04/22/2013 01:10 pm ET | Updated May 21, 2013

Girls In STEM: How The Brain Maps The Past

Editor's Note: This post is a part of our Girls in STEM mentorship program. Emilie Reas, a neuroscience Ph.D. student at the University of California San Diego's Human Memory Lab studying memory retrieval with fMRI, teamed up with Vi Nguyen, a high school junior with a passion for science, to explore how the brain remembers past experiences. Their project aimed to understand real-life memories in the context of findings from Cognitive Neuroscience research. To learn more about Emilie and Vi, as well as our other STEM students and mentors, click here.

These maps show the brain regions that were more active when participants correctly recognized the studied words, than when they forgot. The brighter areas show the areas of the brain where blood flow and oxygenation is increased, which provides an estimation of brain activity.

Why did you decide to work on this project?
To integrate Vi's love for science and experiences using online social media with my graduate research.

How did you actually conduct this project?
First, Vi surveyed users through online media, requesting respondents to share their personal memories. Next, we examined data from a recent study conducted as part of my PhD to understand how memories such as those collected from Vi's survey are studied in a laboratory setting. The study used functional magnetic resonance imaging (fMRI) while participants performed a recognition test on words they had studied either once or several times (Reas and Brewer, Hippocampus, 2013). We then looked at the fMRI data, which measures changes in blood flow and oxygenation and therefore provides an estimate for brain activity during the recognition test.

Vi: Using Microsoft Excel and Emilie's lab data, we computed the average accuracies for recognizing words studied once or several times or not at all. Then, we created graphs using Microsoft Excel to better understand the data.

What were your findings?
Using the graphs from Emilie's data, we can see that the participants most accurately recognized words that they had studied several times (about 90% of the time), while words studied only once were recognized, on average, only 64% of the time.

We also computed the average reaction times for participants to respond to the words either correctly or incorrectly, and created graphs for reaction times for words studied once or several times. The graphs show that, on average, it took participants longer to respond incorrectly than correctly. It took participants longer to remember words that they had studied just once (1.19 seconds) than words that they had studied several times (1.04 seconds).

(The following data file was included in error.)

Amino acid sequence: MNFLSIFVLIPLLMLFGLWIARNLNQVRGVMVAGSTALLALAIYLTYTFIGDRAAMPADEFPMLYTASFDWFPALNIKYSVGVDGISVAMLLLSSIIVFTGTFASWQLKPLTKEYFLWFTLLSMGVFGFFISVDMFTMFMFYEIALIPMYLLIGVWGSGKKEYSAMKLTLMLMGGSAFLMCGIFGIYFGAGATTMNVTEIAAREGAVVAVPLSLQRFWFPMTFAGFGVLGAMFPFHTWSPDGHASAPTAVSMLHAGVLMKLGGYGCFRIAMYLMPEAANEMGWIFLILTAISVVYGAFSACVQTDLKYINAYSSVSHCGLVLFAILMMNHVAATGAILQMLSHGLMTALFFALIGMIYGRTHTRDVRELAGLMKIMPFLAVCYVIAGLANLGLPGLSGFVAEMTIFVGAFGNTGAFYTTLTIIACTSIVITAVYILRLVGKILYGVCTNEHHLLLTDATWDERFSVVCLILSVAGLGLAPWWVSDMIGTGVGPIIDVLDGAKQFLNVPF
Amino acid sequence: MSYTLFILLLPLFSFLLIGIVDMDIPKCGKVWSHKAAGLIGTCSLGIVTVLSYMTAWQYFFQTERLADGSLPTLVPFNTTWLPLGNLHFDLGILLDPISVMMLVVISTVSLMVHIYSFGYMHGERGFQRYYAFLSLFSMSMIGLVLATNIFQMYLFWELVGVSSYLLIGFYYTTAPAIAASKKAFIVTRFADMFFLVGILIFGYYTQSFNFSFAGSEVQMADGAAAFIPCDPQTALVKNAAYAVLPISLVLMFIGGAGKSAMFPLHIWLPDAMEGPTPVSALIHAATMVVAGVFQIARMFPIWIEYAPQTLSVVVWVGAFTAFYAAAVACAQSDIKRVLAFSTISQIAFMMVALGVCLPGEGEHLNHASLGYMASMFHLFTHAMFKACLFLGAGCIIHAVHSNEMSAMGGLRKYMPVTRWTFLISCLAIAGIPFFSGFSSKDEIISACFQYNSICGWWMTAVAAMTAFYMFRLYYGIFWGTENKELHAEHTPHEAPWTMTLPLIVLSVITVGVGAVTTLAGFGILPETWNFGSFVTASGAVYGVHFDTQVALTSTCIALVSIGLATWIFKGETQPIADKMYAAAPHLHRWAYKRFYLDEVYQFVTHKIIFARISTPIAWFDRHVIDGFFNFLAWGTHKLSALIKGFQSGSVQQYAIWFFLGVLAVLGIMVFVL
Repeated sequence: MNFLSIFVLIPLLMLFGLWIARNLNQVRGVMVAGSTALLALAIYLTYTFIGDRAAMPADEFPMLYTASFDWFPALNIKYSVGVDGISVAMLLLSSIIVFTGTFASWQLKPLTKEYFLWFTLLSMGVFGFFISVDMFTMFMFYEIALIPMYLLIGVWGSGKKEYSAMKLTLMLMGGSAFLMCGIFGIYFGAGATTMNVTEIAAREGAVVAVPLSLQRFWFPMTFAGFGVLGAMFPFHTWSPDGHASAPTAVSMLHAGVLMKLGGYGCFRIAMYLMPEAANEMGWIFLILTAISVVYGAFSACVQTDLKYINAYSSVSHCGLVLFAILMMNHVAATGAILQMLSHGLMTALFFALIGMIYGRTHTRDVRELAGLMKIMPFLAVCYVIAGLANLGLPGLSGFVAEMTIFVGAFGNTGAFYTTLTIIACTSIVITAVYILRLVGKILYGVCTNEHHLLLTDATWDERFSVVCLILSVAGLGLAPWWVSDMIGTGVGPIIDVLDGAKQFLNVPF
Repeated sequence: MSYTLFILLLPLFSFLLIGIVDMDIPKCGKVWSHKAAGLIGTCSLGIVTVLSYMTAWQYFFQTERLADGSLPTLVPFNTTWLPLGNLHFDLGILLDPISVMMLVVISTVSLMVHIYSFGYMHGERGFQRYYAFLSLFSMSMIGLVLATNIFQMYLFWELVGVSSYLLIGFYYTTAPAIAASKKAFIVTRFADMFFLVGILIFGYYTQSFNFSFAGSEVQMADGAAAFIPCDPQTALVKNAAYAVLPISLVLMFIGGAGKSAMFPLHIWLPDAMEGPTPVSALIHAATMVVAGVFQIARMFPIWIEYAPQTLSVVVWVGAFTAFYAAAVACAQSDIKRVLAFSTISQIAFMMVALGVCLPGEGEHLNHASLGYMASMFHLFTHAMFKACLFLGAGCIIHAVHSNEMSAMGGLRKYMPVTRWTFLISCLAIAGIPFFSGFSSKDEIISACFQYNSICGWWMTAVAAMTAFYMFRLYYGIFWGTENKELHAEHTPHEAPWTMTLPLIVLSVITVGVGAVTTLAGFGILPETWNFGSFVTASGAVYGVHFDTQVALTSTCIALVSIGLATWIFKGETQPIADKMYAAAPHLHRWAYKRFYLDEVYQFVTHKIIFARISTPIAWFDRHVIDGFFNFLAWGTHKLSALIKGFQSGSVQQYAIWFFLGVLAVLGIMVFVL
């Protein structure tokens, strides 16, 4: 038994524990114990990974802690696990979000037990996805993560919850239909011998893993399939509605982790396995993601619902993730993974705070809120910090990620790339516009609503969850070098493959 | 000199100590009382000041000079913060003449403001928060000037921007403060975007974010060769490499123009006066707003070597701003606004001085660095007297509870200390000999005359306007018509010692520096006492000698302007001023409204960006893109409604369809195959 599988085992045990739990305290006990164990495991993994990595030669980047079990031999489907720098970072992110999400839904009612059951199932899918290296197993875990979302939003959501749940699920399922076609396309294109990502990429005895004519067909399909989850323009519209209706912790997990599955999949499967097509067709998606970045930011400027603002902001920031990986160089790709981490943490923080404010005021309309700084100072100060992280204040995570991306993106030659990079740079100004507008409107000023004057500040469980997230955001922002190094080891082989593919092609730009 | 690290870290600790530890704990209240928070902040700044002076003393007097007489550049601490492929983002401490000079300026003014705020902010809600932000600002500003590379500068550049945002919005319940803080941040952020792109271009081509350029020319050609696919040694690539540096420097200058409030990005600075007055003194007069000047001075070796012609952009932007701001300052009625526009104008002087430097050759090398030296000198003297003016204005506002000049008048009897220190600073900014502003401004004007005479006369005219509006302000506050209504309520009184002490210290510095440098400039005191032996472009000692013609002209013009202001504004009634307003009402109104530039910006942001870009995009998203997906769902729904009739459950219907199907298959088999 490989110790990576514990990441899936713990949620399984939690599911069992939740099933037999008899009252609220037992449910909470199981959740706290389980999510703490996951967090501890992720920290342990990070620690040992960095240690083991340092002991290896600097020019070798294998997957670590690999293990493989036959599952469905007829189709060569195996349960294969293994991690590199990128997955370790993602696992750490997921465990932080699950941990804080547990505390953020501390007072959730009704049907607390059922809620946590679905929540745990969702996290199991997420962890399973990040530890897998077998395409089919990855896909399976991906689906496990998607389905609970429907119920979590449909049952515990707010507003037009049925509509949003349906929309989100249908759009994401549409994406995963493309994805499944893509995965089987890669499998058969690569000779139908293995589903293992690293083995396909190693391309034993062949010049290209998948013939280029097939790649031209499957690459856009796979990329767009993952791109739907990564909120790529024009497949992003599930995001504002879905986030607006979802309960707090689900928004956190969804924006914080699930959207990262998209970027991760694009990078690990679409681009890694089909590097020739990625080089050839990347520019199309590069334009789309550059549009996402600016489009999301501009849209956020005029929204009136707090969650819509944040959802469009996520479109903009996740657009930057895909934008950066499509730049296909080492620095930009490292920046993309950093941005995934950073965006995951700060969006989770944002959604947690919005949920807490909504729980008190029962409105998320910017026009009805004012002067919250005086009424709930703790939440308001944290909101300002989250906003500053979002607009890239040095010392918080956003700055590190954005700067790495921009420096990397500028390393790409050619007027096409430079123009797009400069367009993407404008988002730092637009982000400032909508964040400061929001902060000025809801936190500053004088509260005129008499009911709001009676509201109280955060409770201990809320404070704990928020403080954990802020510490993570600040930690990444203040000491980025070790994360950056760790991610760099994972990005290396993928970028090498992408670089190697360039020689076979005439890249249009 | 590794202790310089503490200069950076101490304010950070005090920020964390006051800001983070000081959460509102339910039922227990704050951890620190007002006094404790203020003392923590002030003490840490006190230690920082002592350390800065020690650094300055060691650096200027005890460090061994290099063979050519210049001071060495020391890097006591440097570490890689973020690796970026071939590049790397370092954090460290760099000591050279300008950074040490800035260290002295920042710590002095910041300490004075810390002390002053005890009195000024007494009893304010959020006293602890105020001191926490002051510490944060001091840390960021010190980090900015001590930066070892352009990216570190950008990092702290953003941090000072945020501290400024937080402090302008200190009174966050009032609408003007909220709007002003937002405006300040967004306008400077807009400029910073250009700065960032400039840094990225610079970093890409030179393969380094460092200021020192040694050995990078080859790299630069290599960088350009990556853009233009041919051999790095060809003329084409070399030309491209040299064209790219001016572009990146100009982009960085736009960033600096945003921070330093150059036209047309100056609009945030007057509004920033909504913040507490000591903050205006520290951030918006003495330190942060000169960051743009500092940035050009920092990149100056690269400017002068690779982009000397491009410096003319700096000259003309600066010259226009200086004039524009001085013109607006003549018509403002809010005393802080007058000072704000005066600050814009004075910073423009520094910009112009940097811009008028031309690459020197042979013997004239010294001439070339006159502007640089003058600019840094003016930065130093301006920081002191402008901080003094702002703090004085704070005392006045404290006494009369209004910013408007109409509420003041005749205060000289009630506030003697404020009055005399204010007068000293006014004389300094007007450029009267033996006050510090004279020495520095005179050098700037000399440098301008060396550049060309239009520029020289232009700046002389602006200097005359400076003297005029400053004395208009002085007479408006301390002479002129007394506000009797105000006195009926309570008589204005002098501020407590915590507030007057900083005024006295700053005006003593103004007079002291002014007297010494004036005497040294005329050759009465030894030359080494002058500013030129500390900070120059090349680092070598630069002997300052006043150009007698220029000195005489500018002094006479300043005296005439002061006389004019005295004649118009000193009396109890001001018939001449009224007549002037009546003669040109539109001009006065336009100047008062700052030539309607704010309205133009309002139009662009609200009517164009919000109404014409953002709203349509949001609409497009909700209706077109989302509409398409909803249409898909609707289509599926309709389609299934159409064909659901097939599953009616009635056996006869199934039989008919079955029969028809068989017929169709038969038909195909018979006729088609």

How did you display these findings?
We used brain activation maps (above) to show which areas of the brain are most active during certain activities--in this case, memory retrieval.

Which part of the brain is most involved in memory retrieval?
The area of the brain most involved in memory retrieval is the medial temporal lobe, which is located near the bottom of the brain. The hippocampus, located in the medial temporal lobe (above in the middle image), plays an important role in the formation of memories and the retrieval of recent memories. However, it is still unclear what role the hippocampus does play. It is thought that perhaps this part helps "assembling" the memory, by taking in the various inputs from different areas of the brain (such as the visual and auditory parts of a memory) and putting them all together into one coherent memory.

What other areas of the brain also show memory activity?
It is thought that the parietal lobe's activity during memory retrieval is to assist in attention during memory retrieval, such as when looking for a memory or focusing on a memory. You can see the activity in the parietal lobe in the top left brain image--the section near the upper-back of the brain that shows brain activity.

What did you learn from this process that you did not know before?
Something new I learned about was data analysis. I have some experience with data analysis from my high school science classes, but using Microsoft Excel to quickly and easily analyze data was surprisingly fun.

What was your favorite thing about working with each other?
Working with Emilie over the past several weeks has been truly rewarding. I was able to learn more about how the brain works (a subject I find really fascinating!) as well as about how research is conducted in neuroscience. (I also discovered how much I enjoy data analysis, something I didn't expect to learn!)

Key takeaways for fellow ladies in STEM: Keep an open mind when working in new fields and experiment often.

Memory Survey Responses